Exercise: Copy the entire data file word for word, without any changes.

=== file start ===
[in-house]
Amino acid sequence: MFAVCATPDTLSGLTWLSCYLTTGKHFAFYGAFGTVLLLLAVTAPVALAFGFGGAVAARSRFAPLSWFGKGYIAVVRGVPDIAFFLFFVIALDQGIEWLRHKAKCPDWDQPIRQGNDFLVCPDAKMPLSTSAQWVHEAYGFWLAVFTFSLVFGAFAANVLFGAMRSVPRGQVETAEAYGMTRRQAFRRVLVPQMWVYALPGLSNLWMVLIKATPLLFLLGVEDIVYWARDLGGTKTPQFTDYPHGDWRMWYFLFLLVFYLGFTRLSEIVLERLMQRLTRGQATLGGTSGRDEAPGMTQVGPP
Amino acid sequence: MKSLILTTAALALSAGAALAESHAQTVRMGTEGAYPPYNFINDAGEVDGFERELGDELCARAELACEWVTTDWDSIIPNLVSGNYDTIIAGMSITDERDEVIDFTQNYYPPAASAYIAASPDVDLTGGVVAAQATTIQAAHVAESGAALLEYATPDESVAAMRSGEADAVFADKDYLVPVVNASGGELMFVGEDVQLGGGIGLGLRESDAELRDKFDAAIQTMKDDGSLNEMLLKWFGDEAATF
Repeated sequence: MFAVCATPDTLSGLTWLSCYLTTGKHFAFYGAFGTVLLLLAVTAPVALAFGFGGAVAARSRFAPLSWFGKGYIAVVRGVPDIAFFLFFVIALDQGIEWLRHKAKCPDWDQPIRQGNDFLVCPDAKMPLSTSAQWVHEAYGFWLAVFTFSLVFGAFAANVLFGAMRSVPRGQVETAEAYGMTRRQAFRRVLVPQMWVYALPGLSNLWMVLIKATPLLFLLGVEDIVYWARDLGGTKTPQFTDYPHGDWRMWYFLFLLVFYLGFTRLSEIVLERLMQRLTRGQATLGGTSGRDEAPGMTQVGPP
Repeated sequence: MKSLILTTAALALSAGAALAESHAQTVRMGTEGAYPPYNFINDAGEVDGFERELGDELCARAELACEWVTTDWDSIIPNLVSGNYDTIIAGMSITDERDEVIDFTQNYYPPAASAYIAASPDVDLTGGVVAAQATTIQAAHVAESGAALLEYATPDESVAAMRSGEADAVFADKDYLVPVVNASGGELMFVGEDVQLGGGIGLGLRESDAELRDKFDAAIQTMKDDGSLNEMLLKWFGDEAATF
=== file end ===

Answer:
[in-house]
Amino acid sequence: MFAVCATPDTLSGLTWLSCYLTTGKHFAFYGAFGTVLLLLAVTAPVALAFGFGGAVAARSRFAPLSWFGKGYIAVVRGVPDIAFFLFFVIALDQGIEWLRHKAKCPDWDQPIRQGNDFLVCPDAKMPLSTSAQWVHEAYGFWLAVFTFSLVFGAFAANVLFGAMRSVPRGQVETAEAYGMTRRQAFRRVLVPQMWVYALPGLSNLWMVLIKATPLLFLLGVEDIVYWARDLGGTKTPQFTDYPHGDWRMWYFLFLLVFYLGFTRLSEIVLERLMQRLTRGQATLGGTSGRDEAPGMTQVGPP
Amino acid sequence: MKSLILTTAALALSAGAALAESHAQTVRMGTEGAYPPYNFINDAGEVDGFERELGDELCARAELACEWVTTDWDSIIPNLVSGNYDTIIAGMSITDERDEVIDFTQNYYPPAASAYIAASPDVDLTGGVVAAQATTIQAAHVAESGAALLEYATPDESVAAMRSGEADAVFADKDYLVPVVNASGGELMFVGEDVQLGGGIGLGLRESDAELRDKFDAAIQTMKDDGSLNEMLLKWFGDEAATF
Repeated sequence: MFAVCATPDTLSGLTWLSCYLTTGKHFAFYGAFGTVLLLLAVTAPVALAFGFGGAVAARSRFAPLSWFGKGYIAVVRGVPDIAFFLFFVIALDQGIEWLRHKAKCPDWDQPIRQGNDFLVCPDAKMPLSTSAQWVHEAYGFWLAVFTFSLVFGAFAANVLFGAMRSVPRGQVETAEAYGMTRRQAFRRVLVPQMWVYALPGLSNLWMVLIKATPLLFLLGVEDIVYWARDLGGTKTPQFTDYPHGDWRMWYFLFLLVFYLGFTRLSEIVLERLMQRLTRGQATLGGTSGRDEAPGMTQVGPP
Repeated sequence: MKSLILTTAALALSAGAALAESHAQTVRMGTEGAYPPYNFINDAGEVDGFERELGDELCARAELACEWVTTDWDSIIPNLVSGNYDTIIAGMSITDERDEVIDFTQNYYPPAASAYIAASPDVDLTGGVVAAQATTIQAAHVAESGAALLEYATPDESVAAMRSGEADAVFADKDYLVPVVNASGGELMFVGEDVQLGGGIGLGLRESDAELRDKFDAAIQTMKDDGSLNEMLLKWFGDEAATF